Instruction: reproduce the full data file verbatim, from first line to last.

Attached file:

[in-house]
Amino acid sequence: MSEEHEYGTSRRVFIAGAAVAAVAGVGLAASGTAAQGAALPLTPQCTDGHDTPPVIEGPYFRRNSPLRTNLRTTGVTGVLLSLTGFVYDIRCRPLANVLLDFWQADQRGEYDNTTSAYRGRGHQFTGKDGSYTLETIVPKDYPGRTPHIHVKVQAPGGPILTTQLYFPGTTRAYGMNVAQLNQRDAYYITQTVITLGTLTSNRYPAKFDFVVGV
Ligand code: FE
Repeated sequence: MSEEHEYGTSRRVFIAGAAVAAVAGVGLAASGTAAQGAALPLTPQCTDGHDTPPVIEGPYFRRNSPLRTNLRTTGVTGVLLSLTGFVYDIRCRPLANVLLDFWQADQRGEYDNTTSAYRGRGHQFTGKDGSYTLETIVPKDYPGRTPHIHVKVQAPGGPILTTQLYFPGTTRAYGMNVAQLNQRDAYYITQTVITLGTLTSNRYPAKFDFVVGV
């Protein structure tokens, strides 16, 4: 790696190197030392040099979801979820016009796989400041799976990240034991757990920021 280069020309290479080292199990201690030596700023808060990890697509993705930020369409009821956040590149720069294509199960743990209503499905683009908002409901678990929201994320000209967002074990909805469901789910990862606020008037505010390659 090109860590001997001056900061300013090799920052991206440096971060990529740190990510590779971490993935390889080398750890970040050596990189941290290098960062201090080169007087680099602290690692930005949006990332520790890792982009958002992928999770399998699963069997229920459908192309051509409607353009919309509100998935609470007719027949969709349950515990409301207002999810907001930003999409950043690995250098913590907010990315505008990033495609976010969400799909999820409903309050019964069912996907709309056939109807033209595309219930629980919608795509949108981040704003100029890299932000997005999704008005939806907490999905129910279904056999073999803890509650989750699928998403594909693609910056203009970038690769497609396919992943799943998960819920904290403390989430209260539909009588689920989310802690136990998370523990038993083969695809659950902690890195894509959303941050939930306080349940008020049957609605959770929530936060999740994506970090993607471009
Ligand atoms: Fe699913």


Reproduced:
[in-house]
Amino acid sequence: MSEEHEYGTSRRVFIAGAAVAAVAGVGLAASGTAAQGAALPLTPQCTDGHDTPPVIEGPYFRRNSPLRTNLRTTGVTGVLLSLTGFVYDIRCRPLANVLLDFWQADQRGEYDNTTSAYRGRGHQFTGKDGSYTLETIVPKDYPGRTPHIHVKVQAPGGPILTTQLYFPGTTRAYGMNVAQLNQRDAYYITQTVITLGTLTSNRYPAKFDFVVGV
Ligand code: FE
Repeated sequence: MSEEHEYGTSRRVFIAGAAVAAVAGVGLAASGTAAQGAALPLTPQCTDGHDTPPVIEGPYFRRNSPLRTNLRTTGVTGVLLSLTGFVYDIRCRPLANVLLDFWQADQRGEYDNTTSAYRGRGHQFTGKDGSYTLETIVPKDYPGRTPHIHVKVQAPGGPILTTQLYFPGTTRAYGMNVAQLNQRDAYYITQTVITLGTLTSNRYPAKFDFVVGV
């Protein structure tokens, strides 16, 4: 790696190197030392040099979801979820016009796989400041799976990240034991757990920021 280069020309290479080292199990201690030596700023808060990890697509993705930020369409009821956040590149720069294509199960743990209503499905683009908002409901678990929201994320000209967002074990909805469901789910990862606020008037505010390659 090109860590001997001056900061300013090799920052991206440096971060990529740190990510590779971490993935390889080398750890970040050596990189941290290098960062201090080169007087680099602290690692930005949006990332520790890792982009958002992928999770399998699963069997229920459908192309051509409607353009919309509100998935609470007719027949969709349950515990409301207002999810907001930003999409950043690995250098913590907010990315505008990033495609976010969400799909999820409903309050019964069912996907709309056939109807033209595309219930629980919608795509949108981040704003100029890299932000997005999704008005939806907490999905129910279904056999073999803890509650989750699928998403594909693609910056203009970038690769497609396919992943799943998960819920904290403390989430209260539909009588689920989310802690136990998370523990038993083969695809659950902690890195894509959303941050939930306080349940008020049957609605959770929530936060999740994506970090993607471009
Ligand atoms: Fe699913």